Dow Tumbles Almost 350 Amid Investors’ Mounting Concerns
Investors drove stocks sharply lower on Thursday as signs of the economy’s worsening health and a continued choking of credit unnerved investors ahead of a crucial vote in Washington on a financial rescue plan.
While banks had been the focus for much of the week, their problems spread to insurance companies. But the worst declines on came among industrial companies in manufacturing, chemical production and mining industries that are usually impacted by problems in the economy. The declines suggested that the problems of the tight credit market, once mostly contained to Wall Street, were now spreading across the broader economy, a sentiment supported by weak reports on manufacturing activity that were released this week.
The Dow Jones industrial average dropped at the opening bell and never looked back. A burst of selling in the last hour sent the index to a 348.22 loss at the close; it finished the day down 3.2 percent at 10,482.85. The broader Standard & Poor’s 500-stock index fared worse, dropping more than 4 percent, and the Nasdaq composite index fell 4.5 percent.
Judge Berates Prosecutors in Trial of Alaska Senator
The federal corruption trial of Sen. Ted Stevens, the longtime Alaska Republican, teetered briefly on the verge of a mistrial Thursday after the discovery that Justice Department prosecutors had withheld information they were supposed to turn over to defense lawyers.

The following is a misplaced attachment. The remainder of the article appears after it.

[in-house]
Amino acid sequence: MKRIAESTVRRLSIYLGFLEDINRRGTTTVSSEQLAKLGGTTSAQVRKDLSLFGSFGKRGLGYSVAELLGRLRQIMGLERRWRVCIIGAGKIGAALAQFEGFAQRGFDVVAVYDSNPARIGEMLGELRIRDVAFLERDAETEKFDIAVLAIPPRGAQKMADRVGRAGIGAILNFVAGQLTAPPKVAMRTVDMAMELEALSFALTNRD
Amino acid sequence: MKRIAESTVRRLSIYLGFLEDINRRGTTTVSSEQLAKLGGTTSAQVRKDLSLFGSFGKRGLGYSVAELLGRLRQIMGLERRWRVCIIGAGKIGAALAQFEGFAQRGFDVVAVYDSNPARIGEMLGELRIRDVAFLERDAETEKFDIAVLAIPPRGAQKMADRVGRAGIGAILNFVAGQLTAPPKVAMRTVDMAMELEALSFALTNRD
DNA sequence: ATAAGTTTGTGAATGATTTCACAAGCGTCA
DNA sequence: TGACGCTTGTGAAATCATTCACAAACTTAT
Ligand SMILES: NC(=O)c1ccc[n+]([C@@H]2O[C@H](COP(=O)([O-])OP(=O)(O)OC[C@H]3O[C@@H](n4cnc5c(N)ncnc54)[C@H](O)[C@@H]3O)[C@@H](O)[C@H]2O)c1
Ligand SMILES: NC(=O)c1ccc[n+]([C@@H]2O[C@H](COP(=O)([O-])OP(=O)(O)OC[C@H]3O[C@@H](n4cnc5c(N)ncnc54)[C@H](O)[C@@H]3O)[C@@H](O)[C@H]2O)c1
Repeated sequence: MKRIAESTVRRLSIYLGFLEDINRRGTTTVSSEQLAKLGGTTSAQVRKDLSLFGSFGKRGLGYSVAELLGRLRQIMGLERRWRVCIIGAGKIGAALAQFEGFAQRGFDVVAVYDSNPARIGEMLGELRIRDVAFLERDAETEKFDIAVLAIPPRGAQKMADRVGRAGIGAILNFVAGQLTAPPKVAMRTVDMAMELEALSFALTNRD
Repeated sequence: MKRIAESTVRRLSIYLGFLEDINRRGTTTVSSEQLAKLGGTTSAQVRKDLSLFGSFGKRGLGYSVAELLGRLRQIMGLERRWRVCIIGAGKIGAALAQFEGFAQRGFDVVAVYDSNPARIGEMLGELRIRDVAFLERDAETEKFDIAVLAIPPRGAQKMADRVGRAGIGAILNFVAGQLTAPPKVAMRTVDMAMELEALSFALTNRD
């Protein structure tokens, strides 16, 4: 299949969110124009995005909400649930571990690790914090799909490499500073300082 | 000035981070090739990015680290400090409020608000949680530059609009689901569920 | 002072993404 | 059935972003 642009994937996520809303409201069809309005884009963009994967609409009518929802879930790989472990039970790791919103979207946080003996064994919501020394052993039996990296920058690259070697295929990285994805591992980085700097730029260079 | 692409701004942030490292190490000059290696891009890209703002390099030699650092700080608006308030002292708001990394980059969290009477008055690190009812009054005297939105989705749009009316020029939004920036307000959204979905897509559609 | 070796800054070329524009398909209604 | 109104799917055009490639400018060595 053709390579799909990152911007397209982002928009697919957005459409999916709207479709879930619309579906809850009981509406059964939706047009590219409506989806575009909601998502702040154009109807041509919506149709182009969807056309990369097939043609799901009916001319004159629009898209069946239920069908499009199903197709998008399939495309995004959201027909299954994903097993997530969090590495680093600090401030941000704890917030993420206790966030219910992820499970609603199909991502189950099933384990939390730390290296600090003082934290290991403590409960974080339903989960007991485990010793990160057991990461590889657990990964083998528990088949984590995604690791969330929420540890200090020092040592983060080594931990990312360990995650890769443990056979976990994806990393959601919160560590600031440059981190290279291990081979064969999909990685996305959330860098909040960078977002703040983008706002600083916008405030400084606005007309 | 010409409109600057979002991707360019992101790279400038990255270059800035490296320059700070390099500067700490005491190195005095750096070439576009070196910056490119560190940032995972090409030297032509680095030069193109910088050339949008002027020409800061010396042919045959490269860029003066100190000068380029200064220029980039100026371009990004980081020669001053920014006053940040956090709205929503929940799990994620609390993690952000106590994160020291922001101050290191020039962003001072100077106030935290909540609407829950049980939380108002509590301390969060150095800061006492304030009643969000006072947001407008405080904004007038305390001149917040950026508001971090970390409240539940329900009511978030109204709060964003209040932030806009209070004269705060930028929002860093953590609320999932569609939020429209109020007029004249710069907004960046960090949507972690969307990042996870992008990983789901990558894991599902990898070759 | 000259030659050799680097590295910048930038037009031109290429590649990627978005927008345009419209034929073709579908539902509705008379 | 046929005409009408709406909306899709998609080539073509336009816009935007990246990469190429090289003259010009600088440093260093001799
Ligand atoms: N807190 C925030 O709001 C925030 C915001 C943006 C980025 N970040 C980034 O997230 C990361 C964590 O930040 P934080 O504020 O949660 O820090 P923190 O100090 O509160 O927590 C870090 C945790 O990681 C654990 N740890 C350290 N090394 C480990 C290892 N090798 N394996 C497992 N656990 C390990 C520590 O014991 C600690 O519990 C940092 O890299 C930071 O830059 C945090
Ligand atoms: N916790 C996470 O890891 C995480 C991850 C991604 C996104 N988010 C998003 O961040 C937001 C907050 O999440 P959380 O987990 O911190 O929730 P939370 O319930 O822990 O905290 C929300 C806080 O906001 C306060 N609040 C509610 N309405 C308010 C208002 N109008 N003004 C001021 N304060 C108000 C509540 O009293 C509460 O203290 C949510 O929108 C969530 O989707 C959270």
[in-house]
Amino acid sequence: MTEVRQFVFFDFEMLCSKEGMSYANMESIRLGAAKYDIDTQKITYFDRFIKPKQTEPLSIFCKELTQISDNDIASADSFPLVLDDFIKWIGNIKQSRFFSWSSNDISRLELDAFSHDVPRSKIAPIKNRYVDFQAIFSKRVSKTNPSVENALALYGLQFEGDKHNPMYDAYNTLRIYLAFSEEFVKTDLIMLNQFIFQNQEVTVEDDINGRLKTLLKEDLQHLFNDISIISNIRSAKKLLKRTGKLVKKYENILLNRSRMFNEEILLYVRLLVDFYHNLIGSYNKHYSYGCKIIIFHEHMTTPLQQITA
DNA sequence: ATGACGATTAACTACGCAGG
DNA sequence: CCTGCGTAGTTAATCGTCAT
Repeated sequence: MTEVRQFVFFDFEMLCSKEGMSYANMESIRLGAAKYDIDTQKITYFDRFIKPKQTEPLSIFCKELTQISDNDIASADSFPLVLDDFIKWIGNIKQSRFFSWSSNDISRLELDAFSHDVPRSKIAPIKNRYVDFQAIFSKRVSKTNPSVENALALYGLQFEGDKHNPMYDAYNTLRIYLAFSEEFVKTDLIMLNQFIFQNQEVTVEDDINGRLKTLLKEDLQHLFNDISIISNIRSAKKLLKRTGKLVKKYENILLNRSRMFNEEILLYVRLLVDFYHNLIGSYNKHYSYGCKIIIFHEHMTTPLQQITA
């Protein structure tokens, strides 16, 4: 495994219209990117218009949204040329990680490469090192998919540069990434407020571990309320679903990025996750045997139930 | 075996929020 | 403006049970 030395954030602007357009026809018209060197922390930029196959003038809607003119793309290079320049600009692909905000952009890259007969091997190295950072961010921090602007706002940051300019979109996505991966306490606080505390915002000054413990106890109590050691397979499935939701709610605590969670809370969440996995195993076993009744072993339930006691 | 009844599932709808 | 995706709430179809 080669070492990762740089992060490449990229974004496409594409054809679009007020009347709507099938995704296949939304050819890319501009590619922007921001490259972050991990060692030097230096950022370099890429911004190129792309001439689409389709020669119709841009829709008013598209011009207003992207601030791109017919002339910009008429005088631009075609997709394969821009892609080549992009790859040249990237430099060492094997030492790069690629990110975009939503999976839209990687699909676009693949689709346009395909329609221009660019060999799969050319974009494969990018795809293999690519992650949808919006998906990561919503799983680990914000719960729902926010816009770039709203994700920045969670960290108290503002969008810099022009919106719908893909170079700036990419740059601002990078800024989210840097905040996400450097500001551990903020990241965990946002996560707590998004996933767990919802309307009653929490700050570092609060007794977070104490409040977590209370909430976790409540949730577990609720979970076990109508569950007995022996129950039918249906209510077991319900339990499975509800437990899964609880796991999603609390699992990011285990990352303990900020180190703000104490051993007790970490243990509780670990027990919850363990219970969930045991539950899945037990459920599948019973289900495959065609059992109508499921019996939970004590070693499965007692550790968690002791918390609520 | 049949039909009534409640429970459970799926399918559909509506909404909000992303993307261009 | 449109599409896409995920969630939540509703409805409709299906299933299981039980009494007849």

But at the end of the day, U.S. District Judge Emmet G. Sullivan decided not to dismiss the charges or declare a mistrial, as had been urged by Stevens’ lawyers. The judge, though, severely admonished the department and its public integrity section which is handling the prosecution.
“How does the court have confidence that the public integrity section has public integrity?” he asked at the conclusion of an extraordinary hearing he called after dismissing the jurors for the day. He ordered the government to turn over almost all its files to the defense, saying he no longer believed in the ability of prosecutors to make full disclosure on their own, as is customary in trials.
The surprise development came after prosecutors late Wednesday night sent to the defense team a copy of an FBI report of an agent’s interview with Bill Allen, an Alaska oil services executive who is the prosecution’s chief witness and has been on the stand this week. In addition to the judicial scolding of the government, the revelation produced a heated confrontation between the chief defense lawyer, Brendan Sullivan, and the chief prosecutor, Brenda Morris, outside the presence of the jury.
Remains Found at Fossett Crash Site
A day after discovering the wreckage of the plane flown by the millionaire adventurer Steve Fossett when he disappeared 13 months ago, investigators said Thursday they have found small amounts of human remains at the crash site, a rugged and lonely mountainside in the Sierra Nevada of east-central California.
Mark V. Rosenker, the acting chairman of the National Transportation Safety Board, confirmed the finding of remains saying that while they were “very little,” he believed a genetic confirmation of Fossett’s identity could be made.
“I believe the coroner will be able to do some work,” Rosenker said.
Fossett’s aircraft was discovered Wednesday in a remote area of Inyo National Forest.